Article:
I regret that I am not able to give an announcement on funding beyond tomorrow, but the noble Lord is right that investment in London benefits the economy and supply chain outside London. The Government recognise the need for certainty and stability in Transport for London’s capital investment programme, and remain committed to supporting London. But TfL’s income for 2021-22, including revenue from fares, road user charging, business rates and council tax—and our emergency support—is about the same as it was in the last year before the pandemic.
Most certainly. My noble friend is absolutely right: about 26,000 staff work for TfL, and they work extremely hard on our behalf. As she pointed out, the difficulties that have arisen over the pandemic have been quite extraordinary, and I pay tribute to the staff on behalf of the Government.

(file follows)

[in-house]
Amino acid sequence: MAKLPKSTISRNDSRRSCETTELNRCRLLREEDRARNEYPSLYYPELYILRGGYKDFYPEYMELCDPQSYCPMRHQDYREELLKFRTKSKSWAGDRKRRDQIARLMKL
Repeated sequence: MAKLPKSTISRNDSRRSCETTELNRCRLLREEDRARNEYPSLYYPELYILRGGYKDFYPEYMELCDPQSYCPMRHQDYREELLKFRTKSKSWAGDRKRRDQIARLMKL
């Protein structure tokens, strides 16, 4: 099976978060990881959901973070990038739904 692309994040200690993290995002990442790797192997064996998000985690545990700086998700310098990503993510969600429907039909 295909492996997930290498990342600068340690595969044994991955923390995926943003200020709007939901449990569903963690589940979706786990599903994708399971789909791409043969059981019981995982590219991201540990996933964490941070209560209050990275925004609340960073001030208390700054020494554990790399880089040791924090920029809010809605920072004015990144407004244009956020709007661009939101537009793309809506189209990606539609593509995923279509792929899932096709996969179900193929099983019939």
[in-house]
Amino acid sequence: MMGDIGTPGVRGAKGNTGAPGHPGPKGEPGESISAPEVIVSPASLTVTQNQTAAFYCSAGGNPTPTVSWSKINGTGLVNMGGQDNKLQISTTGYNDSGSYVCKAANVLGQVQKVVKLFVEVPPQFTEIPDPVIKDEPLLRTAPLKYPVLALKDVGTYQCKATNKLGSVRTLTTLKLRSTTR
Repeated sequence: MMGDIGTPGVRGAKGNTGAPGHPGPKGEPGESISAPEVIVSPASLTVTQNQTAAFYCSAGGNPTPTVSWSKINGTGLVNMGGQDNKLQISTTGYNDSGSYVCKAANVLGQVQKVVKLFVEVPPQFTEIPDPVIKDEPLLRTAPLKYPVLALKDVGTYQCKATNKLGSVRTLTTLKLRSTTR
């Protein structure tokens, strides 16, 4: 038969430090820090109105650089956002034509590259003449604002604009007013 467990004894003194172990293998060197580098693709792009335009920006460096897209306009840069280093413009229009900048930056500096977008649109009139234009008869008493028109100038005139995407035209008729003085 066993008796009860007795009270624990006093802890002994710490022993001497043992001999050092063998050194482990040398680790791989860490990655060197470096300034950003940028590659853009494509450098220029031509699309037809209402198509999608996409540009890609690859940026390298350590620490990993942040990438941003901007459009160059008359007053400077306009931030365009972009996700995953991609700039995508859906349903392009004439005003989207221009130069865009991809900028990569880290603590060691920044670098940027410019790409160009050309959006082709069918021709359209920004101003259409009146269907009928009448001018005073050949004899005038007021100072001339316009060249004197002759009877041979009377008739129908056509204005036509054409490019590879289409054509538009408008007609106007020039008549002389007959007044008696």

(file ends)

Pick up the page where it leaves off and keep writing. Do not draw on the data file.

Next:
Those are boats; ships are rather different. I will have to give a seminar on that. But will there be any more investment in river transport? In particular, will the Government not pass legislation, given that rules implemented by the MCA are making it impossible for some older and most marvellous heritage craft to use the river?
I also wish the river were used more; I am the beneficiary of it, in that I use what I would call a ferry from Battersea Power Station up to the London Eye. My understanding is that this service is privately owned and not funded by the Government. The noble Lord makes an extremely good point; it is a valuable service, particularly during the strikes, when more people have needed to use it. I hope that more people will look at the river as a permanent means of transport.